Coffee quality

Coffee Quality

Quality in coffee, from plant to cup

We believe that coffee quality means more than labels and points. We want to bring you closer to some of these factors. Here is an attempt to name quality factors along the path from plant to cup.

Terrain or terroir

There are over 100 varieties of coffee in the world and they are all influenced by the terrain in which they grow. For example, Arabica plants are of the highest quality but do not grow everywhere. These plants need specific soil and climate conditions to reach their full potential and in most cases this can only be found in certain countries, in certain regions. Varieties that are common in one country may be harvested in another and this too affects the overall characteristics of the coffee. For example, a Giesha that originated in Ethiopia may also be grown in Costa Rica, with similar but not exact flavor profiles due to differences in terrain.

Cultivation

Coffee needs friends. Therefore, high-quality coffee is usually grown on farms surrounded by shade trees and plants, rather than in large monocultures. The mineral composition of the soil, the regional climate, the altitude of cultivation, the mineral content of the water, and the surrounding flora and fauna all influence the taste of a coffee.

A professional cup taster can distinguish not only between different types of coffee, but also their origins. For example, a coffee from Brazil tends to be syrupy sweet and nutty, an Ethiopian is more floral and fruity, and a coffee from Indonesia often has a wilder and earthier character. These different flavor characteristics are all signs of individuality and make each coffee special and unique.

The plant itself needs to be cared for as it grows. Ideally, the farmer will take care of it, providing water whenever needed and using organic fertilizers to produce a biologically clean coffee. When we buy coffee, we look for sustainable land management practices that protect nature. As a Specialty Coffee roaster, it is important that processing methods fit the geographic and environmental conditions of the growing region. For example, large monocultures that lead to soil leaching and loss of biodiversity have an impact on the quality of a coffee, as do unsustainable processing methods that consume large amounts of water in regions with water scarcity, for example.

Harvesting and processing

In the knowledge section of our website you will find a lot more information about harvesting and processing, as these play a major role in the quality of the coffee.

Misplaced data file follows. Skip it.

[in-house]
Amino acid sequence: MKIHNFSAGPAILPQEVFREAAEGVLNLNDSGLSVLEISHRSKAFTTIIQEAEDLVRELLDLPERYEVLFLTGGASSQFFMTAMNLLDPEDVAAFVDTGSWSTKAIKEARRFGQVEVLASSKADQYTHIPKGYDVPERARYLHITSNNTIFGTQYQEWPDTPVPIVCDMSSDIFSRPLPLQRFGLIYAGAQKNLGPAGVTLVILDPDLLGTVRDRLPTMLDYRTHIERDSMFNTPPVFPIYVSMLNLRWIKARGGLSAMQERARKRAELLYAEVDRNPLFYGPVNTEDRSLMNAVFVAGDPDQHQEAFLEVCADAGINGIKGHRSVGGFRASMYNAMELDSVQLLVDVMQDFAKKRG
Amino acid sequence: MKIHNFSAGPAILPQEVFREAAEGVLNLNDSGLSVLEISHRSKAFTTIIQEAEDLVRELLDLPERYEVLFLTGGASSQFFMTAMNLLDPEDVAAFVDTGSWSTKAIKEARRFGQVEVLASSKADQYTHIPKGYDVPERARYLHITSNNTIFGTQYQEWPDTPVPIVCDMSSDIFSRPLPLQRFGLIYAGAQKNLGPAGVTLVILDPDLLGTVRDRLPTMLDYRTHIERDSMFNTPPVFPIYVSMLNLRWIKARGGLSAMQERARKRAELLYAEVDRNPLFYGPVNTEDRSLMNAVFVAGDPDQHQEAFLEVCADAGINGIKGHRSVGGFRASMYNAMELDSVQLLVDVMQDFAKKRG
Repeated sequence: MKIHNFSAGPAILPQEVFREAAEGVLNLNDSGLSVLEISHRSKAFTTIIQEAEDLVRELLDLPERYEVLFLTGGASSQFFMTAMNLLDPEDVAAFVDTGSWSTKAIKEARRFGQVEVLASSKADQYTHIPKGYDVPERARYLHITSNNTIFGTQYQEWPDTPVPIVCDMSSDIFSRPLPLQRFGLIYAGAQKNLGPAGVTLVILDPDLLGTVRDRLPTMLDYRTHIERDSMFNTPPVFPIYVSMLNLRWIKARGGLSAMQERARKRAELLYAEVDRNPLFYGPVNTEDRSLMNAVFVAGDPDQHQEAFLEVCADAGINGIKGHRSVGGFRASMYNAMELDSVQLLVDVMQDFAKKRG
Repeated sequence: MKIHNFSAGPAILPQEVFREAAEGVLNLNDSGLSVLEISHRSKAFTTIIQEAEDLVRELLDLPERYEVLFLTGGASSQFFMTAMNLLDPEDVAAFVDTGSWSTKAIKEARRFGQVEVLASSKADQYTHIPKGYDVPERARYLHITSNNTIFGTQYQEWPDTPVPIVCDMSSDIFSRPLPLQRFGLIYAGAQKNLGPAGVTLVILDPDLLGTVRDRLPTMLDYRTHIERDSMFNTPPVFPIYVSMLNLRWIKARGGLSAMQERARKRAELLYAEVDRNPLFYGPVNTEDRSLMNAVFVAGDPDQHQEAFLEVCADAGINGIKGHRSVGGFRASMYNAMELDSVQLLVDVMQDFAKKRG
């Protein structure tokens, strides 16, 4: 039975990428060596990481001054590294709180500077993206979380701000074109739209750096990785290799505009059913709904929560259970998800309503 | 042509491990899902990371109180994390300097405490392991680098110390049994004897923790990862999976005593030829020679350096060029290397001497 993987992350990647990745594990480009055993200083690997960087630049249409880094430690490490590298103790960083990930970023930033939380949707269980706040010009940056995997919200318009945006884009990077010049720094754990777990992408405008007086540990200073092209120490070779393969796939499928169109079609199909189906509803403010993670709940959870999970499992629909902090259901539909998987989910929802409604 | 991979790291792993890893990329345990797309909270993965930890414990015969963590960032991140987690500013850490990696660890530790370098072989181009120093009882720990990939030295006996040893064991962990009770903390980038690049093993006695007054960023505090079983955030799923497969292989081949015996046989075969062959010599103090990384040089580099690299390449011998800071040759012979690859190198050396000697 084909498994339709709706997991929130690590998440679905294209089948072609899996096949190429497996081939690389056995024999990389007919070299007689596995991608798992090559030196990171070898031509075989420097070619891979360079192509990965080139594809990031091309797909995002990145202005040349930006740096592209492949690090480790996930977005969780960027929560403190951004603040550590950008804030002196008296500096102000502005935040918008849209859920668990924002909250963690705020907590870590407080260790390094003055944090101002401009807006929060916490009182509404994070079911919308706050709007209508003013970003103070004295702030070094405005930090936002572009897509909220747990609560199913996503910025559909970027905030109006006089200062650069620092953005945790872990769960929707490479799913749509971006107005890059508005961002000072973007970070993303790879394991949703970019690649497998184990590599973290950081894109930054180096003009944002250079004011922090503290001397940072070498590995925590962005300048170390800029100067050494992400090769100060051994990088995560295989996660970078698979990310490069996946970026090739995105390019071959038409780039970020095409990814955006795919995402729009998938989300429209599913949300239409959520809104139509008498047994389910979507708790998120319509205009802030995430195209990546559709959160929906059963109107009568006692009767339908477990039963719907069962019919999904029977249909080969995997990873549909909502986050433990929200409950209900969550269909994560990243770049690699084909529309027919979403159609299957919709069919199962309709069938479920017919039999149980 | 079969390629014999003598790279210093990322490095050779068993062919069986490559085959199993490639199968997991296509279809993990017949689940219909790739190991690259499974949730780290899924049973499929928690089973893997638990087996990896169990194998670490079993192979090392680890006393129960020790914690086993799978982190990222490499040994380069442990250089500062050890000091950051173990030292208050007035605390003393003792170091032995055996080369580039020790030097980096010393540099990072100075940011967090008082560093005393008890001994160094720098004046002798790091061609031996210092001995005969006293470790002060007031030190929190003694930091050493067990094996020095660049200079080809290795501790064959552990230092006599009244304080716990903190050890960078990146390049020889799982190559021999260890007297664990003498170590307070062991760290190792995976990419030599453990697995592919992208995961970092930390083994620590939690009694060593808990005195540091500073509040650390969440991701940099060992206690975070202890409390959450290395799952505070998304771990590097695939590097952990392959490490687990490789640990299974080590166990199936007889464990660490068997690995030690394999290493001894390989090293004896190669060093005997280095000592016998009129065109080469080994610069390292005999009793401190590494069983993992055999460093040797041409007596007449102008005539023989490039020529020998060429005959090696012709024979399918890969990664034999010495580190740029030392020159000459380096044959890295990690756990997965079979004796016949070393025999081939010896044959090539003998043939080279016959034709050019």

Our coffees are harvested by hand and depending on the growing region or farm, we determine the processing methods that best suit the coffee. From Natural to Honey to Washed Processing, there are many methods used to bring out the flavor potential of a coffee.

Roasts

Once the coffee makes its way from the farm to our hands at the roastery, it is our job to treat the coffee with respect. Once the green coffee arrives at our facility, our head roaster test roasts, baptizes, calibrates, measures and repeats the process until the perfect profile is developed. We roast our coffees to bring out the inner qualities of the bean and bring out everything the coffee has to offer. Our espresso roasts are full-bodied, easy to work with (soluble) and have sweetness above all else. Our medium (filter) roasts have a clearer, more transparent and lively character. With the help of special software programs, our roaster is able to program the findings and target parameters to achieve consistent and controlled results.

Brewing

Coffee quality does not end with the roaster, the final step is brewing, either as espresso or filter, at home or in a café. We choose to work with reputable coffee machines that offer consistency within our products, as we believe that quality coffee can also be user-friendly. Last but not least, knowledge is key when it comes to brewing great coffee. We provide brewing recipes for customers as a starting point to get great tasting coffee. All of our baristas are trained and ready to share their knowledge with customers, as detailed or as little as they want.

Quality is not just one specific thing, but a whole chain of events that take place to get a coffee from the farm to your cup in the best possible way.


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